3. National air quality standards are set by US EPA at levels determined to be protective of public health with an adequate margin of safety.
  4. On October 1, 2015, the national 8-hour ozone primary and secondary standards were lowered from 0.075 to 0.070 ppm. An area will meet the standard if the fourth-highest maximum daily 8-hour ozone concentration per year, averaged over three years, is equal to or less than 0.070 ppm. EPA will make recommendations on attainment designations by October 1, 2016, and issue final designations October 1, 2017. Nonattainment areas will have until 2020 to late 2037 to meet the health standard, with attainment dates varying based on the ozone level in the area.
  5. The national 1-hour ozone standard was revoked by U.S. EPA on June 15, 2005.
  6. In April 1998, the Bay Area was redesignated to attainment for the national 8-hour carbon monoxide standard.
  7. In June 2002, CARB established new annual standards for PM2.5 and PM10.
  8. Statewide VRP Standard (except Lake Tahoe Air Basin): Particles in sufficient amount to produce an extinction coefficient of 0.23 per kilometer when the relative humidity is less than 70 percent. This standard is intended to limit the frequency and severity of visibility impairment due to regional haze and is equivalent to a 10-mile nominal visual range.
  9. The 8-hour CA ozone standard was approved by the Air Resources Board on April 28, 2005 and became effective on May 17, 2006.
  10. On January 9, 2013, EPA issued a final rule to determine that the Bay Area attains the 24-hour PM2.5 national standard. This EPA rule suspends key SIP requirements as long as monitoring data continues to show that the Bay Area attains the standard. Despite this EPA action, the Bay Area will continue to be designated as “non-attainment” for the national 24-hour PM2.5 standard until such time as the Air District submits a “redesignation request” and a “maintenance plan” to EPA, and EPA approves the proposed redesignation.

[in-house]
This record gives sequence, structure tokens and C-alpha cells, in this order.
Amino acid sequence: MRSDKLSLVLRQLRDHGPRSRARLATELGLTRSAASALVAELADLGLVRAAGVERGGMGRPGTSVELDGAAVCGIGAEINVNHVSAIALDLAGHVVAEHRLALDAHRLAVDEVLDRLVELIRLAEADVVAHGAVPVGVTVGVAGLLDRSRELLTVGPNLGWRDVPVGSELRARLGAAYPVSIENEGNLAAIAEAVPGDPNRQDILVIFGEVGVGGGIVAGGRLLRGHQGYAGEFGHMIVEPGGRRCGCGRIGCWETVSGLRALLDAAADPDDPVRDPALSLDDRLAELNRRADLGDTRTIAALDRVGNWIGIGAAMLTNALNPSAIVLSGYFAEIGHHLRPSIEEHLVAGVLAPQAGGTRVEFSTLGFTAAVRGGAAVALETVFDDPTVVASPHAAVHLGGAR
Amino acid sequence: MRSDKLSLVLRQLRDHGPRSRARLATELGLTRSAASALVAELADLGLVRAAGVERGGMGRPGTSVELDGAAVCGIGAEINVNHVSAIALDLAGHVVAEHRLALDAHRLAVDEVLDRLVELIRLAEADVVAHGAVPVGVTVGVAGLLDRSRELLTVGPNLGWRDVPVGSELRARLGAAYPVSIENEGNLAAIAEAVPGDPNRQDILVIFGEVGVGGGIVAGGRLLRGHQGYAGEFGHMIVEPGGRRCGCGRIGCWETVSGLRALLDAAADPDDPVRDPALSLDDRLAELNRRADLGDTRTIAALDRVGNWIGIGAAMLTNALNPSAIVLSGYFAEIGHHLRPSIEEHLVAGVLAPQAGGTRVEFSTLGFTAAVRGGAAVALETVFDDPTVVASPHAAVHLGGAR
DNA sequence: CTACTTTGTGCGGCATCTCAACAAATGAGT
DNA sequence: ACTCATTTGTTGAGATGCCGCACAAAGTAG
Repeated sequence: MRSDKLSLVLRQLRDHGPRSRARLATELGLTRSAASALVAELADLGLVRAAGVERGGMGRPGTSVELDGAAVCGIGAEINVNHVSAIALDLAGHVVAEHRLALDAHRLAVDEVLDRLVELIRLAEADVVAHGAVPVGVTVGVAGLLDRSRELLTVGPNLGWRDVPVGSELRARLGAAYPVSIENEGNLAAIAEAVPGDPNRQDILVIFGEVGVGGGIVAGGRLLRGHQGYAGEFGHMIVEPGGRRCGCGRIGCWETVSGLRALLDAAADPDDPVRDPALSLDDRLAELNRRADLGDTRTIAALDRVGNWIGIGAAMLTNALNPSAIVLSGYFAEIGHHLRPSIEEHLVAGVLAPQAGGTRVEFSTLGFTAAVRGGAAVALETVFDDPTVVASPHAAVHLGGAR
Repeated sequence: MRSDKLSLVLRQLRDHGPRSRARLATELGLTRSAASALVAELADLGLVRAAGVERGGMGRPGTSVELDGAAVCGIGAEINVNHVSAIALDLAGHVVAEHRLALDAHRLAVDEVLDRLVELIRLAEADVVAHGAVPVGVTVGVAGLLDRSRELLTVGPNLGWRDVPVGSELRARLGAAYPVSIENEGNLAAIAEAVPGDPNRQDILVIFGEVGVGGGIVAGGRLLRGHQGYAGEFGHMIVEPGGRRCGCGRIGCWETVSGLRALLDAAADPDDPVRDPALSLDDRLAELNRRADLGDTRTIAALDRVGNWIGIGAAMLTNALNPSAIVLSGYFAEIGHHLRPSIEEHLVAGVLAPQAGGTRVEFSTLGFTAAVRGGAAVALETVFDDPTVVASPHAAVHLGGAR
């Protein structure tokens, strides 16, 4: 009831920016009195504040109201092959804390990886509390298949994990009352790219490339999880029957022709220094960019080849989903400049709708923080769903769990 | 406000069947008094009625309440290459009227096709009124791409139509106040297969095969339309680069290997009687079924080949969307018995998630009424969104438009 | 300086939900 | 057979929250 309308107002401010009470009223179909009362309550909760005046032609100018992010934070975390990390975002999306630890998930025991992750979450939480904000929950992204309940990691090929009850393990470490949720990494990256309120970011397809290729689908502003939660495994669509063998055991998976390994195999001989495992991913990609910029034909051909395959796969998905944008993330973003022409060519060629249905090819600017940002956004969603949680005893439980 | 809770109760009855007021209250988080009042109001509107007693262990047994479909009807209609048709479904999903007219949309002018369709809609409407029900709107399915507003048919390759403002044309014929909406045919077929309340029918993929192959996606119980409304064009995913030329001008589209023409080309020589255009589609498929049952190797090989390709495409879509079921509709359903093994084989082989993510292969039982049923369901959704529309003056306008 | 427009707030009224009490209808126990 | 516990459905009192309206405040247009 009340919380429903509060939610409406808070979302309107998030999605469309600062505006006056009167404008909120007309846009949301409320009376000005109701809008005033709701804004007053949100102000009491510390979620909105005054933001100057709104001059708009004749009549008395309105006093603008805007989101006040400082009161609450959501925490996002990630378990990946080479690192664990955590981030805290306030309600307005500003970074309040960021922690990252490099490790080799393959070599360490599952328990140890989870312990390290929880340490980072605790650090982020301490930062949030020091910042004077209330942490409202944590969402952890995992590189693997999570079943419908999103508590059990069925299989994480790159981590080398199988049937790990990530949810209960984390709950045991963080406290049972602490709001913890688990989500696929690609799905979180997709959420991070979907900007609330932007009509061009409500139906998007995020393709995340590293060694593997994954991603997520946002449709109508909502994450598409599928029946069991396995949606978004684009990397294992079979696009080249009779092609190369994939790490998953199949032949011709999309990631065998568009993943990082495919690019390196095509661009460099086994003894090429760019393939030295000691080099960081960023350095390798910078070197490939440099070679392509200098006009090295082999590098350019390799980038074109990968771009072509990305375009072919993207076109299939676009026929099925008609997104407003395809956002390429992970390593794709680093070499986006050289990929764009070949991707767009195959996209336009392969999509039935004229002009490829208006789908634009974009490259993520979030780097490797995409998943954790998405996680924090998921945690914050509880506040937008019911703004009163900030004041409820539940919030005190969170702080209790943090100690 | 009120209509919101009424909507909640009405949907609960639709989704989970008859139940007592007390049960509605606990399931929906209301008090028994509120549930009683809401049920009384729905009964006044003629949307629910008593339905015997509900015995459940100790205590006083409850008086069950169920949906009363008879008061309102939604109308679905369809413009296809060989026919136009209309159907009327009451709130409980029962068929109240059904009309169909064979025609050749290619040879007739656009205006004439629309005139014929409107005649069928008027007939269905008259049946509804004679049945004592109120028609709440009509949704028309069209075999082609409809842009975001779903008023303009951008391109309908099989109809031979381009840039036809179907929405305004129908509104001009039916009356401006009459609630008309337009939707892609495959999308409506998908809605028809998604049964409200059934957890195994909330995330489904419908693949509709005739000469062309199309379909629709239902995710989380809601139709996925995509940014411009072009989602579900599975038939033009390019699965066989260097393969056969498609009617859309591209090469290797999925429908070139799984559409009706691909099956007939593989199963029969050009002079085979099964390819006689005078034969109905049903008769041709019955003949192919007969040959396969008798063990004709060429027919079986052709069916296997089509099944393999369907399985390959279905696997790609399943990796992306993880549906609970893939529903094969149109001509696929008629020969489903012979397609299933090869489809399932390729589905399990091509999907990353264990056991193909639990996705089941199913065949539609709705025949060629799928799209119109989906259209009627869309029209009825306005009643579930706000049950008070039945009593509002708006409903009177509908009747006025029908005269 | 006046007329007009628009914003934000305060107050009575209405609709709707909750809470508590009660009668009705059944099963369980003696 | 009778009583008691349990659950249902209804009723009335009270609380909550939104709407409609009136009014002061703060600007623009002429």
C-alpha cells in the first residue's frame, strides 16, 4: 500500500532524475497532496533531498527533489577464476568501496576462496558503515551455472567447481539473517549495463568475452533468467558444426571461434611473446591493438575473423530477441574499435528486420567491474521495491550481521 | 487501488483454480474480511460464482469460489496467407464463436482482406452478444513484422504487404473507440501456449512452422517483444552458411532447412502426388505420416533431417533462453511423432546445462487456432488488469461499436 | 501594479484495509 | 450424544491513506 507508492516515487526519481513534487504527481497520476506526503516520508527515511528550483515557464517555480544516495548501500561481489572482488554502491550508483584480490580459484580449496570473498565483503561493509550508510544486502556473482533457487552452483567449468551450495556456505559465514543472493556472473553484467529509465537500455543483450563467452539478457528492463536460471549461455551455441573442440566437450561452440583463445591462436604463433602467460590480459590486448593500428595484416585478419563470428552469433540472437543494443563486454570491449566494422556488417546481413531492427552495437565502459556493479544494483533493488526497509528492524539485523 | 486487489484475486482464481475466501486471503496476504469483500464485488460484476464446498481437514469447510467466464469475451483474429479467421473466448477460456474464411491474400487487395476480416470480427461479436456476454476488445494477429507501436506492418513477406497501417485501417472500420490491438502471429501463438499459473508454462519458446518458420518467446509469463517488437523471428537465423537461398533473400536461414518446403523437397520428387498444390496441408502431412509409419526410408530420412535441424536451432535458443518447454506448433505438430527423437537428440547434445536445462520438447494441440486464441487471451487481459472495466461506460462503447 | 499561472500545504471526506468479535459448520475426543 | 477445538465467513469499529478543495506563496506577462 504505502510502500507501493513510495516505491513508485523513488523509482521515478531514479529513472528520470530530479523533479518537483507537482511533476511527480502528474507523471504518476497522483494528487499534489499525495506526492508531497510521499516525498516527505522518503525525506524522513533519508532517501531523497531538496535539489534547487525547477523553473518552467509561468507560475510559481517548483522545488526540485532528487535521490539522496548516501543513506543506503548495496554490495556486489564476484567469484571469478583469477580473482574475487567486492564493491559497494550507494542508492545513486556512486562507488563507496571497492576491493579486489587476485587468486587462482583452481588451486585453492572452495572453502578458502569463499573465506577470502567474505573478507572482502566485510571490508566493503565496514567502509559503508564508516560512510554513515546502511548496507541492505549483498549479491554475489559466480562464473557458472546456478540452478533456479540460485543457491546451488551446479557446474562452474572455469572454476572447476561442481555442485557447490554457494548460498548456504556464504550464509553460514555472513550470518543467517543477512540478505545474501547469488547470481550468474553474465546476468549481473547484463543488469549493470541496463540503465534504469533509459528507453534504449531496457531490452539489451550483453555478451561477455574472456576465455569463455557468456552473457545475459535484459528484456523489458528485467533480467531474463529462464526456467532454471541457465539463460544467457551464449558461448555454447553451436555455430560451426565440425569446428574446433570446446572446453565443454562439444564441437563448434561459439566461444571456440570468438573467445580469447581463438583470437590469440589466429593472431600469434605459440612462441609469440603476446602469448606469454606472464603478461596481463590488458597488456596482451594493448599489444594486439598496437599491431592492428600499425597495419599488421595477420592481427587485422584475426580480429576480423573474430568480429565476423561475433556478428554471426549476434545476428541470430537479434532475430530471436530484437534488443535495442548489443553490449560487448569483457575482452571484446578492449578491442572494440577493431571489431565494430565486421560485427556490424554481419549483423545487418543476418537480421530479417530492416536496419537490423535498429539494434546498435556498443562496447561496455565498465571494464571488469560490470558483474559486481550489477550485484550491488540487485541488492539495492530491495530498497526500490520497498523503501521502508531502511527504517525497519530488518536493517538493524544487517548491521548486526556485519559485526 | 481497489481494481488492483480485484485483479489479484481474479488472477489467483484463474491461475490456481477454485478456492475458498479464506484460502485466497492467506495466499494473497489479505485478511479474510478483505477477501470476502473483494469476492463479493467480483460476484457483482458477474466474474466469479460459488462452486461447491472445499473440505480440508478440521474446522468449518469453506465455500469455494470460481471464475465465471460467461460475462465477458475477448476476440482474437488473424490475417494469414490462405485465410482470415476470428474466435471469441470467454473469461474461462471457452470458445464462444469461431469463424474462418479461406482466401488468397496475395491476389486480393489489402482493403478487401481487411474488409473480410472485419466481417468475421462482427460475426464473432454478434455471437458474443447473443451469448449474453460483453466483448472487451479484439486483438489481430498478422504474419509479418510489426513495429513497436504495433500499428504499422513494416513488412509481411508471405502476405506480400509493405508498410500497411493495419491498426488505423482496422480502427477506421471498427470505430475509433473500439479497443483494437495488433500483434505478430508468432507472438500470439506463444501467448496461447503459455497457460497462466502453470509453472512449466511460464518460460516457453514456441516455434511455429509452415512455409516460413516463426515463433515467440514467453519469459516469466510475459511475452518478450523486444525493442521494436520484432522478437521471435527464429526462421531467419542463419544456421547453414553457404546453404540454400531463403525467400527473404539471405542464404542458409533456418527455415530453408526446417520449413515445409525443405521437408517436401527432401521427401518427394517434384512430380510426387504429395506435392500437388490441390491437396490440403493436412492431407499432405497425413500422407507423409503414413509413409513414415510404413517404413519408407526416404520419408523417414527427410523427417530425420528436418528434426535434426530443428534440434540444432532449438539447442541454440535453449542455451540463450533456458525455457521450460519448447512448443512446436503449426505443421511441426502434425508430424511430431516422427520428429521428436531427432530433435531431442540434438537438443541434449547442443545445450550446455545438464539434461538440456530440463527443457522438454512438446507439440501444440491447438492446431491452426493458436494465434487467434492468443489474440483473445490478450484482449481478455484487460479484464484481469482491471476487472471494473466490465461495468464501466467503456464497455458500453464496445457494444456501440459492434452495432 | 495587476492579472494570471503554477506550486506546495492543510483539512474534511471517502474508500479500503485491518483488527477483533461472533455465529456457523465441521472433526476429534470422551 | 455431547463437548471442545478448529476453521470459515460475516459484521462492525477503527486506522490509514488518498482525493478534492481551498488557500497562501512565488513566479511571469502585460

11. To attain this standard, the 3-year average of the 98th percentile of the daily maximum 1-hour average at each monitor within an area must not exceed 0.100ppm (effective January 22, 2010). The US Environmental Protection Agency (EPA) expects to make a designation for the Bay Area by the end of 2017.
  12. On June 2, 2010, the U.S. EPA established a new 1-hour SO2 standard, effective August 23, 2010, which is based on the 3-year average of the annual 99th percentile of 1-hour daily maximum concentrations.  The existing 0.030 ppm annual and 0.14 ppm 24-hour SO2 NAAQS however must continue to be used until one year following U.S. EPA initial designations of the new 1-hour SO2 NAAQS.  EPA expects to make designation for the Bay Area by the end of 2017.
  13. ARB has identified lead and vinyl chloride as ‘toxic air contaminants’ with no threshold level of exposure below which there are no adverse health effects determined.
  14. National lead standard, rolling 3-month average: final rule signed October 15, 2008. Final designations effective December 31, 2011. 
  15. In December 2012, EPA strengthened the annual PM 2.5 National Ambient Air Quality Standards (NAAQS) from 15.0 to 12.0 micrograms per cubic meter (μg/m3). In December 2014, EPA issued final area designations for the 2012 primary annual PM 2.5 NAAQS. Areas designated “unclassifiable/attainment” must continue to take steps to prevent their air quality from deteriorating to unhealthy levels. The effective date of this standard is April 15, 2015.

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Last Updated: 1/5/2017